Smart shoppers need to look beyond a car’s sticker price to get the best long-term deal.
While most new car shoppers tend to focus on the out-the-door transaction price or perhaps even a vehicle’s monthly payment, consumers with an eye on the bottom line should consider the full range of ownership costs to save the most money over time.
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The most important costs to track include a model’s depreciation, fuel costs, and insurance premiums, and to a lesser degree the cost of financing, projected maintenance and repair expenses, and state and local registration and fees.
That’s a lot of numbers to run down, but fortunately the experts at the auto-industry research firm Vincentric have already done the legwork, identifying the cars and trucks that can be expected to deliver the lowest five-year ownership costs in their respective vehicle segments. We’re featuring the cheapest-to-own cars here, with pickup trucks, SUVs and minivans, and hybrid and electric cars featured in separate posts. Vincentric’s breakdowns of ownership costs for all makes and models are included with the full range of new-vehicle pricing data posted online at NADAguides.com.
The biggest variable here is a car or truck’s depreciation, which is the difference between its original sticker price and what it can be expected to be worth down the road. All of the models cited here for low ownership costs have among the lowest rates of depreciation in their respective classes. And be aware that this factor becomes increasingly important among higher-cost models, simply because there’s more money at stake. For example, a five percent difference in depreciation after five years on a $30,000 car amounts to $1,500, while the same spread with a $70,000 model is $3,500.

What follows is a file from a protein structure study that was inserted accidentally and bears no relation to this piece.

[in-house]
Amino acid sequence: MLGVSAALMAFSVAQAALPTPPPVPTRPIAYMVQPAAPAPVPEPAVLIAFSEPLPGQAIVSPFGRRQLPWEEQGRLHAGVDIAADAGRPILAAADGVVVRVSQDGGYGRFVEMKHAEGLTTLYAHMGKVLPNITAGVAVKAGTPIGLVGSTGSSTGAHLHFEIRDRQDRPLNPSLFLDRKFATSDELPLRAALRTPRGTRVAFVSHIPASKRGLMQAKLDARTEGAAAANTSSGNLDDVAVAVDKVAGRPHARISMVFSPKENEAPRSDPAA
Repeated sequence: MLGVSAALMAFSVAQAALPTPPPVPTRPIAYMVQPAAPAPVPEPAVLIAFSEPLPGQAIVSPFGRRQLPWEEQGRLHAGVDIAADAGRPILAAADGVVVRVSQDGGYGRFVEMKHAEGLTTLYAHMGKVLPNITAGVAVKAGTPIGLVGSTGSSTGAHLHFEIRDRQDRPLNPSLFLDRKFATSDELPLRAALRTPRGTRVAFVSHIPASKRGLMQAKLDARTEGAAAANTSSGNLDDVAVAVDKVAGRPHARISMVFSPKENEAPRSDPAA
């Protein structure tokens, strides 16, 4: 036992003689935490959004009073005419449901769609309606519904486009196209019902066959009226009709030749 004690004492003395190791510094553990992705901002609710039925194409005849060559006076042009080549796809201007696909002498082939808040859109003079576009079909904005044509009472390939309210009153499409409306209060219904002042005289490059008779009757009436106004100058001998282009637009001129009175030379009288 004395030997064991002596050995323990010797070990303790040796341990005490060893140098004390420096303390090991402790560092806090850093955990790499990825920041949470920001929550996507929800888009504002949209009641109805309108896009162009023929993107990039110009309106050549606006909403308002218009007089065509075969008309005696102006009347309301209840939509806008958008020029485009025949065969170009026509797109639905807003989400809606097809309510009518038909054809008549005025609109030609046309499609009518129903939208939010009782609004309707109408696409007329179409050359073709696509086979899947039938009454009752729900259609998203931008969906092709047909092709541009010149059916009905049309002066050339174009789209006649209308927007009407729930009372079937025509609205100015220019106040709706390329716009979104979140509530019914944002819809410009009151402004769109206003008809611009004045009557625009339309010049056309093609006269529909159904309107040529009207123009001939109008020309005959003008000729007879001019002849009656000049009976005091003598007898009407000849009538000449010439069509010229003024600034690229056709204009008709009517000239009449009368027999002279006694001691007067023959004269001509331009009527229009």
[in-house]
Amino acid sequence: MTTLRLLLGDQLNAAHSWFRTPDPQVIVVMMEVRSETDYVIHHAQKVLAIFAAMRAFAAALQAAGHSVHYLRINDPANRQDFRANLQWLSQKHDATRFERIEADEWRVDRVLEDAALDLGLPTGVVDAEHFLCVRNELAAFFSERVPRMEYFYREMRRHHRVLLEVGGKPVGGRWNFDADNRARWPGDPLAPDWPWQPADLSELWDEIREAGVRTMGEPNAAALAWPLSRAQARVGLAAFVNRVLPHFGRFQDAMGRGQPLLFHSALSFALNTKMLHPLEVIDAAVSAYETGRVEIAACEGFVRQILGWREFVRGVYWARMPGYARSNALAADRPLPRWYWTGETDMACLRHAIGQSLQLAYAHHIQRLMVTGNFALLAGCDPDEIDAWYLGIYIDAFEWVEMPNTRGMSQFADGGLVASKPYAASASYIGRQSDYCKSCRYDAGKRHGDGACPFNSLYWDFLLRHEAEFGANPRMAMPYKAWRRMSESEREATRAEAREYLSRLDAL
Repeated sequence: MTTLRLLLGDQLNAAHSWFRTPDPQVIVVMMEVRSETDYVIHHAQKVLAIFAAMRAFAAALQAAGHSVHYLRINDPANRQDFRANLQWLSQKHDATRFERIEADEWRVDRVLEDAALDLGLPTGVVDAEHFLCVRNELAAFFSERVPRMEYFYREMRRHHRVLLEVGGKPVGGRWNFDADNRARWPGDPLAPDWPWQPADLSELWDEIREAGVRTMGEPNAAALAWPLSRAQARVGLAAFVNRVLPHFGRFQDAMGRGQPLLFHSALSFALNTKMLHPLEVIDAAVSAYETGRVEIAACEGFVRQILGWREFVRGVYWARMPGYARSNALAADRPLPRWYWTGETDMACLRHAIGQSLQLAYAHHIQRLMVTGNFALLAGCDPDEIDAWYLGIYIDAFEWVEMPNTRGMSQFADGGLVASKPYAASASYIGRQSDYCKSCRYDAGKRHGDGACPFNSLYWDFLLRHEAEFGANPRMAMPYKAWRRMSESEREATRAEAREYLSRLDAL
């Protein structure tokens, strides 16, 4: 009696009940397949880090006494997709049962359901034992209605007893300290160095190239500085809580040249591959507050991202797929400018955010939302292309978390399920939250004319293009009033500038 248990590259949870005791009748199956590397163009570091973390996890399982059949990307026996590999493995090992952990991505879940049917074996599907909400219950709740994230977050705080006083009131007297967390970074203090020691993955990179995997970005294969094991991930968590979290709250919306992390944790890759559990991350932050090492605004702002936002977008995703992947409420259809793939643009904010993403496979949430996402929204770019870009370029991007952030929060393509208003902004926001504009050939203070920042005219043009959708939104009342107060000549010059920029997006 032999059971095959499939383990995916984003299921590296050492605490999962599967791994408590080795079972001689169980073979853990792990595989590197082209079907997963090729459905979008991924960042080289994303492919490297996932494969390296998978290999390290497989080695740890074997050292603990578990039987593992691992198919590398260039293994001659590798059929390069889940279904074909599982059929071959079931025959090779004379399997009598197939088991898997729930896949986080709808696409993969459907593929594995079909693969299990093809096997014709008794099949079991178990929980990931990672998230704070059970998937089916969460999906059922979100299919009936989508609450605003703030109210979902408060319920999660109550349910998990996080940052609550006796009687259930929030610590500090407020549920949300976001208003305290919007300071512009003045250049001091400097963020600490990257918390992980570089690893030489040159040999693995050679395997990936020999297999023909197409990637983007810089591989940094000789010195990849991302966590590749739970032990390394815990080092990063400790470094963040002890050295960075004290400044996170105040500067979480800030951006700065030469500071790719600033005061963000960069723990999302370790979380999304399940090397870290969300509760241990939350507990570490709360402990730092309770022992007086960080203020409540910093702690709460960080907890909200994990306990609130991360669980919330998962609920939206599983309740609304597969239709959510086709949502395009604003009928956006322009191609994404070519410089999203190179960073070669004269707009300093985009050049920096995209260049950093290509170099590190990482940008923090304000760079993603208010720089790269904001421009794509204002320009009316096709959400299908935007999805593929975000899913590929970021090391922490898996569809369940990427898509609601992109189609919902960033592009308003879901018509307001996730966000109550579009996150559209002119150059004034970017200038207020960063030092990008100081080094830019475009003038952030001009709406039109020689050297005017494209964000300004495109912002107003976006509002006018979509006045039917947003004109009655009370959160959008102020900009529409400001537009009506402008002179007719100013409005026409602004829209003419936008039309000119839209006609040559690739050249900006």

Though fuel remains reasonably affordable, even nominal savings at the pump can still add up to a significant chunk of cash over time. For example, the difference in fuel costs between a vehicle that’s rated at a combined city/highway 25 mpg and another at 35 mpg, with both driven 15,000 miles annually, adds up to $2,031 over five years with gas at $2.37 a gallon.
Always check in advance what you’ll pay for insurance on all models you’re considering, and shop around among major carriers to find the lowest rates. While premiums are based largely on a policyholder's age, marital status, address, and driving record, some vehicles, particularly family-minded minivans and SUVs, are inherently cheaper to insure than others – often by several hundred dollars or more per year – based on their claims histories. As it stands the difference between the least- and most-expensive new vehicles to insure is close to $3,000 per year.
Here are the 15 cheapest-to-own cars for 2017, based on Vincentric’s annual Lowest Cost To Own In America awards:
1. Subcompact Hatchback: Mitsubishi Mirage
Five-year operating costs: $27,511. The Mirage may not be the roomiest, quickest, or most enjoyable car sold in the U.S., but Vincentric says it’s the cheapest-to-own model on the market, amounting to around just $15 a day.
2. Subcompact Car: Toyota Yaris iA
Five-year operating costs: $29,868. This is the small sedan that was formerly called the Scion iA before Toyota closed its youth-oriented division. It's also sold elsewhere in the world as the Mazda2. It's surprisingly peppy and lively, and treats its occupants to a well finished interior that looks and feels like it belongs in a much costlier car.